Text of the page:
https://github.com/underdoeg/ghost/blob/master/intern/GHOST-WindowX11.cpp#L1308 gives the pointer to the openGL context if you pass it a valid s_firstContext, it’s shared and with NULL the function creates a new one. Needed on a different graphic card, unless you get SLI to run.

You also have to switch to the right displays in System::processEvent. (before update)

and activateDrawingContext in the Window before every render

Interesting thing here:


I was looking for the multi monitor performance setting explanation for NVIDIA cards - last post hints that multiple displays don’t work when in SLI mode ( though this is an older post ).

If you have an NVidia card I also highly recommend the drivers from: http://laptopvideo2go.com/drivers

They are hacked/tuned drivers which unlock a lot of features of the card. You might have some luck with that.

ps you might want to look at GLFW - we had a wrapper for it ( I think arturo might still have it ) and it does almost everything GLUT does. should be easy with the swappable renderer.

Yes, I also read that SLI does not support using one card as a monitor output when enabled. But it was older posts as well…

I also did some further research and it looks like GHOST will handle the contexts automatically. A Desktop on windows always is spanned even among different cards, so to place the window on card two, it should be sufficient to just place it at something like x = 1024*4.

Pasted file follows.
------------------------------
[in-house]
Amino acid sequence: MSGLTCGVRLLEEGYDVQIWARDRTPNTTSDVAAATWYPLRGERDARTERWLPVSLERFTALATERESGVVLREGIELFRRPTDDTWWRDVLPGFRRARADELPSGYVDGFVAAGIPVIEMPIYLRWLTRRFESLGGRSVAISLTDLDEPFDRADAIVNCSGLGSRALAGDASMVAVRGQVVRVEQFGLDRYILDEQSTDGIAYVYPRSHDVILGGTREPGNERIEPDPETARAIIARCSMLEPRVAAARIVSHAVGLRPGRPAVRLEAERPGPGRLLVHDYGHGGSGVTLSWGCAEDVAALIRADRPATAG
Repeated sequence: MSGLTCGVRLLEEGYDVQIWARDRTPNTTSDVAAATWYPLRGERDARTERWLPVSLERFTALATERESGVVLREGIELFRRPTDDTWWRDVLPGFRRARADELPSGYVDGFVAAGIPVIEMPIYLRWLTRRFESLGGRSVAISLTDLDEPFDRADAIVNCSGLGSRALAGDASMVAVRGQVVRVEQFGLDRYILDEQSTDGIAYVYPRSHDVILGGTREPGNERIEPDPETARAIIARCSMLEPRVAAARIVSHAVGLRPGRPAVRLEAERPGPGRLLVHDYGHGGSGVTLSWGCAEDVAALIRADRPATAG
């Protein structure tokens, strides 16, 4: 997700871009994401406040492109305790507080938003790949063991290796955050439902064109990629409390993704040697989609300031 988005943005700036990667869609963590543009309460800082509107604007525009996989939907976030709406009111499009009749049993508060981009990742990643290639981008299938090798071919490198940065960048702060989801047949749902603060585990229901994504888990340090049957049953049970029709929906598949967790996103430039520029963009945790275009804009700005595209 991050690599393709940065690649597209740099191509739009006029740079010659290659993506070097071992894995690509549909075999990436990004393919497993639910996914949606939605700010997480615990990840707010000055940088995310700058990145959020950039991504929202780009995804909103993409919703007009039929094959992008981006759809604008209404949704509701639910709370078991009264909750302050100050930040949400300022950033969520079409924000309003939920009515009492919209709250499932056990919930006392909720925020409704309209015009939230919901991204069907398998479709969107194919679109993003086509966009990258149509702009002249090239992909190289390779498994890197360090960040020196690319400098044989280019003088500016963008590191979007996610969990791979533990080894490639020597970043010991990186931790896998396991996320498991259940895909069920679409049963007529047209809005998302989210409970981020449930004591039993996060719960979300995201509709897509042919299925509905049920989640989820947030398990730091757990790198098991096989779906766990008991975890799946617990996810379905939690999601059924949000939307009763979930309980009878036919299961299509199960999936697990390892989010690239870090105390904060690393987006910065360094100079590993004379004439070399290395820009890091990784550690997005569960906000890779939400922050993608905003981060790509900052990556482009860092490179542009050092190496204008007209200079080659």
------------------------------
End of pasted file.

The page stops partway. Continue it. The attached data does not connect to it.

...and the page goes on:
Then the window gets created and this function called:

GetDC return the device context: http://msdn.microsoft.com/en-us/library/aa921543.aspx

And this device is used when creating the context so it will belong to the right card.

So I think you should already be set on windows…

[quote=“underdoeg, post:12, topic:7442”]
Yes, I also read that SLI does not support using one card as a monitor output when enabled. But it was older posts as well…[/quote]
as far as I know, SLI is not an issue, there’s no SLI setup in the system in question.

[quote=“underdoeg, post:12, topic:7442”]
A Desktop on windows always is spanned even among different cards…[/quote]
even on windows 7, where there’s no span mode anymore?

even on windows 7, where there’s no span mode anymore?

ooops, you’re right. never tried this thing with win 7. You know how they solved it there? Is it more like on linux with different desktops?

no I don’t. it’s a known annoyance in vvvv, if you want to span a video over multiple heads.